USS Curtis Wilbur Conducts Torpedo Exercise within Multi-Sail 2014
- Training & Education
Arleigh Burke-class guided-missile destroyer USS Curtis Wilbur (DDG 54) launched a MK46 exercise torpedo (EXTORP) March 22, during a live-fire anti-submarine warfare event as part of Multi-Sail 2014.
Multi-Sail 2014 is an annually held Destroyer Squadron 15 (DESRON 15) exercise in the 7th Fleet Area of Responsibility that focuses on anti-air warfare, surface warfare, and anti-submarine warfare readiness.
The various events throughout the week-long exercise test the forward operating capabilities of participating ships, and focus on the detailed coordination required in a multi-ship, multi-warfare combat environment.
Curtis Wilbur’s EXTORP event validated the tactics, techniques, and procedures of her Combat Systems’ team, through the successful execution of an urgent attack on a simulated enemy contact.
After being fired remotely from a surface vessel torpedo tube (SVTT), the MK46 EXTORP traveled underwater towards the simulated target while being tracked by sonar technicians on board Curtis Wilbur.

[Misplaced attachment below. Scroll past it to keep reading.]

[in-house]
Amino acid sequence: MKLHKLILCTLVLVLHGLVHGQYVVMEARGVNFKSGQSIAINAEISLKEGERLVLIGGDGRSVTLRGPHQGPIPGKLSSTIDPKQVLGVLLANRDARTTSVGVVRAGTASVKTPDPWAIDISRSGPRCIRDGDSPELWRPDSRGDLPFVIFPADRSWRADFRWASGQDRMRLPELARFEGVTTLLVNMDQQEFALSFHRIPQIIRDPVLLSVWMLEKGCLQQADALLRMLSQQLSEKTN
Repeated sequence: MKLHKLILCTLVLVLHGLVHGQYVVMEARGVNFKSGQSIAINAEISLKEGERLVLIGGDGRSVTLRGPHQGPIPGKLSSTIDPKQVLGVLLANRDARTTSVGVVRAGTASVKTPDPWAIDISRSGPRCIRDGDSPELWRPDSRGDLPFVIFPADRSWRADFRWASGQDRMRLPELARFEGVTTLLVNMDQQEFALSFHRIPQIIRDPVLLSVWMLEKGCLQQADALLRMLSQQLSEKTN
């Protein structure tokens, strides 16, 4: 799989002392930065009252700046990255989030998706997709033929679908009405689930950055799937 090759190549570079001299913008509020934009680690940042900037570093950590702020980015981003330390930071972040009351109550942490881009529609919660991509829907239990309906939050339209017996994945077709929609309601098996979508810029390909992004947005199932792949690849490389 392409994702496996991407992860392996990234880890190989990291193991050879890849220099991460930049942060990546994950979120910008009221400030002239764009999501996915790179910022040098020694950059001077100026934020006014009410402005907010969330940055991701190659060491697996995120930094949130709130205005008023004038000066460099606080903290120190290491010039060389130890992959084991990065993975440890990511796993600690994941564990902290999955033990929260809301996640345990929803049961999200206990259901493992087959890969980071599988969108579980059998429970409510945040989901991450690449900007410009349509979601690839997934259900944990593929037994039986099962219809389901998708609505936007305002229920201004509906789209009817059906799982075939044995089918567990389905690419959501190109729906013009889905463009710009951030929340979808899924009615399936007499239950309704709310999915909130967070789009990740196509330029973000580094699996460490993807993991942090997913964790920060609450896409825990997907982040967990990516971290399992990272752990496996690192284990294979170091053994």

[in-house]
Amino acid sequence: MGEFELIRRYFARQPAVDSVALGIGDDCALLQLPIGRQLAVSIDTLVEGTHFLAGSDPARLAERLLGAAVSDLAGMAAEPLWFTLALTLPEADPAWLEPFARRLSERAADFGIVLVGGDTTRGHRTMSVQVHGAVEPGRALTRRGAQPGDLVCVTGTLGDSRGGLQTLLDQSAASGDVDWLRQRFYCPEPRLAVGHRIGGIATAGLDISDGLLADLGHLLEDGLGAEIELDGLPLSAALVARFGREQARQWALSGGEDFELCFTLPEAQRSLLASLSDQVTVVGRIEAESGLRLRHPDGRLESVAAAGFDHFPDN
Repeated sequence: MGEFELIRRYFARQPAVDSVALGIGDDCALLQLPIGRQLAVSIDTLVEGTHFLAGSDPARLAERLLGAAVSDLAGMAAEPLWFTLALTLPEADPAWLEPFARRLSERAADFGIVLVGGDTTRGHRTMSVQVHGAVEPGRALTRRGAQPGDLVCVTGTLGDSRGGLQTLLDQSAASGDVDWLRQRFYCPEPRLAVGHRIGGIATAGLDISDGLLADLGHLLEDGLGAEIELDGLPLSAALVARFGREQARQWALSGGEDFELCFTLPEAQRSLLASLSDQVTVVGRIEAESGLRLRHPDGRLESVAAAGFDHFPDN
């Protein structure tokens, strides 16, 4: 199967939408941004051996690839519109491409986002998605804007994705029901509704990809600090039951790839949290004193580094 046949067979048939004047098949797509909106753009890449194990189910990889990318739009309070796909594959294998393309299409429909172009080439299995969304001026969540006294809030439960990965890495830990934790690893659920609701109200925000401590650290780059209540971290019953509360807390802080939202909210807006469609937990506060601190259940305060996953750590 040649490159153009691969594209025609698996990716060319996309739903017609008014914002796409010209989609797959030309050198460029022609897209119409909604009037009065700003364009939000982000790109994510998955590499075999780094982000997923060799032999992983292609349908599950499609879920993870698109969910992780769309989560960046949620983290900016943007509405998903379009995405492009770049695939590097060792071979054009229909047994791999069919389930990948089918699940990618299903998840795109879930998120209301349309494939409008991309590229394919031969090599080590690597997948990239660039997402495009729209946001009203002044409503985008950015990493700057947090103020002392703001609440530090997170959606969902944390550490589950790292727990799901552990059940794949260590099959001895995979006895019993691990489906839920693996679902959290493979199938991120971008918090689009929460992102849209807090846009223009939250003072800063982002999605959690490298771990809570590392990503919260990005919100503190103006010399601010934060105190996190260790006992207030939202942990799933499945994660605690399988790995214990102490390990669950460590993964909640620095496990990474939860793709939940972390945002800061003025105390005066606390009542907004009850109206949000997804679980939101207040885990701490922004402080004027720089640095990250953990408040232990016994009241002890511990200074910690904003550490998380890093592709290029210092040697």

After the EXTORP finished the full run and surfaced, Curtis Wilbur’s boat crew recovered the EXTORP via one of her two rigid-hull inflatable boats (RHIB).
Among the boat crew was Seaman Peter Buckley, one of two Search and Rescue swimmers.
Buckley said: “Anytime I get the opportunity to get in a RHIB I’m happy, let alone the water. The seas weren’t really cooperating and it was difficult finding the EXTORPs center of gravity as we were craning it back aboard the ship, but my chief always says, exercise patience, you’ve been trained, now execute. That’s exactly what we did.”
The event concluded with the safe recovery of both the EXTORP and RHIB and was hailed as a success by all participants.
“Torpedo exercises are critical in maintaining our anti-submarine warfare capability,” said Cmdr. Hans De For, commanding officer of USS Curtis Wilbur. “With today’s performance, this crew has further strengthened my already tremendous confidence in the fact that they can rise to any task presented to them.”
Curtis Wilbur, forward deployed to Yokosuka, Japan, is participating in Multi-Sail 2014 supporting security and stability in the Indo-Asia-Pacific region.
Press Release, March 28, 2014; Image: US Navy